First taste got a big malt hit. Rich flavour all the way through giving this beer a strong base. The coffee was also there for the whole journey, not overpowering or overpowered. Has a nice dry finish thanks to the coffee. Good bitterness from start to end but is a little all over the shop.

Some smoke and even hints of chocolate. Chas wants more smoke and I’m sure he’ll talk about that in the comments below. For me, I was happy with the malt profiles and mix in this.

The beer had a slight sweetness hidden in it. Like the bitterness, it wasn’t consistent. Unlike the bitterness, that was distracting. This would probably settle after another two plus weeks of conditioning.

Like the other other coffee porter, OMG The Coffee, this is suited to a lot of foods. Any big rich dinner would work. A lot of desserts would go well. You can substitute this for wherever you need a big dark earthy red wine.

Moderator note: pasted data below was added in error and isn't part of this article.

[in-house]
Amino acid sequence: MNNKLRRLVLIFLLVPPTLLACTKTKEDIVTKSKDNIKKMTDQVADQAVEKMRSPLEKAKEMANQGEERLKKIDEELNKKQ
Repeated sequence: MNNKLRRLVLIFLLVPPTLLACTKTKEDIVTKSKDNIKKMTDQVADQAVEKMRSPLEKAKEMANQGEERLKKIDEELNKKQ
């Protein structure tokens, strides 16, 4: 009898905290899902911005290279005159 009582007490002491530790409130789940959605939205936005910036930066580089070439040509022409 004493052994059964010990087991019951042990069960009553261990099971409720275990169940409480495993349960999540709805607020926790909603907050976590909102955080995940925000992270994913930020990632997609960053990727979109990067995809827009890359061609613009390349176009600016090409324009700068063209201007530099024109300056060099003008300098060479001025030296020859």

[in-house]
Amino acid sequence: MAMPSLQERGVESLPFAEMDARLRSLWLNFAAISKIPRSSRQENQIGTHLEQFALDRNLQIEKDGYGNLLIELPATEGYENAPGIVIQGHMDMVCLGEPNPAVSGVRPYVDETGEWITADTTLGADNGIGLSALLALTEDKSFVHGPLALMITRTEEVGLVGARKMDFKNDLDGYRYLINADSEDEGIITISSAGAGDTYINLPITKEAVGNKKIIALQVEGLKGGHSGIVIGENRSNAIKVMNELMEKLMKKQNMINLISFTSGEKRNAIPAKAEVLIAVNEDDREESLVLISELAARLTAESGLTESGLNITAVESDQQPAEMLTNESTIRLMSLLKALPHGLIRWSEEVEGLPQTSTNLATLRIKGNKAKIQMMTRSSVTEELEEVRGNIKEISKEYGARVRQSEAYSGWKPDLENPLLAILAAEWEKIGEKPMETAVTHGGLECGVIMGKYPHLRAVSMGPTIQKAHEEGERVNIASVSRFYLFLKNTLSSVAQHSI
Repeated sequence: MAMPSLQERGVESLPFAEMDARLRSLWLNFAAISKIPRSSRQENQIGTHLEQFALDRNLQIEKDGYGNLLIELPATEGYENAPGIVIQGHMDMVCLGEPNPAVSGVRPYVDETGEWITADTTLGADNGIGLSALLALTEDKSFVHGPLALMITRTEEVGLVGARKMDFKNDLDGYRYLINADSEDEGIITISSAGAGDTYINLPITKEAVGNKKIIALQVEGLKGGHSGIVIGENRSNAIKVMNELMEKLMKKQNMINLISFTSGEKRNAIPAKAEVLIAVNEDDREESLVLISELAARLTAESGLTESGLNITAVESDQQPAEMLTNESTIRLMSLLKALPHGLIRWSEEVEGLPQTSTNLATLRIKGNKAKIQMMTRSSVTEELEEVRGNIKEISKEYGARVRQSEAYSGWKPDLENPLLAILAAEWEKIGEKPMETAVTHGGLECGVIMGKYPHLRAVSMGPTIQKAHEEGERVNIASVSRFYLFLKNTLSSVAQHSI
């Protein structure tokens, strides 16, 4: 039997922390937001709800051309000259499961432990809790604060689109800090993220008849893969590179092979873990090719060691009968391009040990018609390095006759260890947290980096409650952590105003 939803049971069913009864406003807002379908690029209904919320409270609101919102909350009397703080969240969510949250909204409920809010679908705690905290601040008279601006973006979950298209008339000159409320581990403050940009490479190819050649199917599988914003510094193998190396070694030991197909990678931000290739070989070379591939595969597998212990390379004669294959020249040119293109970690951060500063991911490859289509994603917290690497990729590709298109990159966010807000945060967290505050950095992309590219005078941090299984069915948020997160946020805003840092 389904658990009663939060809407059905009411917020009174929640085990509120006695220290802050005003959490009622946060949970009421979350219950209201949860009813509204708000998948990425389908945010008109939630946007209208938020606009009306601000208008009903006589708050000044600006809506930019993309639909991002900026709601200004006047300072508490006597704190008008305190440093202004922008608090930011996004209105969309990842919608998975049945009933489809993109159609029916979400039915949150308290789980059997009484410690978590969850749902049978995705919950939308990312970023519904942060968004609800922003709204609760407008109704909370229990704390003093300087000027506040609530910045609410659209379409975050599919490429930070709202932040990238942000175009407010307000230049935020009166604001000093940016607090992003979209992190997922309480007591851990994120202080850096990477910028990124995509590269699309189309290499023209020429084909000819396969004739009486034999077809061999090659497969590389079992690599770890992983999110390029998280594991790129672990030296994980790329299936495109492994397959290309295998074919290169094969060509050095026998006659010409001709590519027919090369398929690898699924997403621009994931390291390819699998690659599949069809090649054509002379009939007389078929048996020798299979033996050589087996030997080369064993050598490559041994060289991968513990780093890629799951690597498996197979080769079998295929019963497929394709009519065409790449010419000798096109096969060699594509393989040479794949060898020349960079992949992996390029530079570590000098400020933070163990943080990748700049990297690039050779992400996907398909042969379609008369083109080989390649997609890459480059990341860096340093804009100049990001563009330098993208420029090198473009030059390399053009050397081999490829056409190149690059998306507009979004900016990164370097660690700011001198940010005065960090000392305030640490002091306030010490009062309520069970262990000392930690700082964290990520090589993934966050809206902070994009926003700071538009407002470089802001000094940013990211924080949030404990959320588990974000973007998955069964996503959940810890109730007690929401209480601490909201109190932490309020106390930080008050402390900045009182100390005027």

-Mikey

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Chocolate Paradise Porter (with coffee) – Review

A little while ago, we modified the standard BrewSmith Chocolate Paradise Porter to contain coffee.  For those interested, the original Chocoalte Paradise Porter brew is here, while the review is here.

Overall, the beer turned out great.  We only made twelve bottles, and by the time tasting day came around, there were only three bottles left because Mikey’s wife (AKA Manager for Change Management/Director of Art Direction for this blog) had made her way through the rest of it!  I think she enjoyed it…

Anyway, the original taste prior to bottling was encouraging, although there was a lot of coffee in there, and it was slightly overwhelming.  After the beer was allowed to condition for a few weeks in the bottle, the overpowering flavours calmed down quite a bit.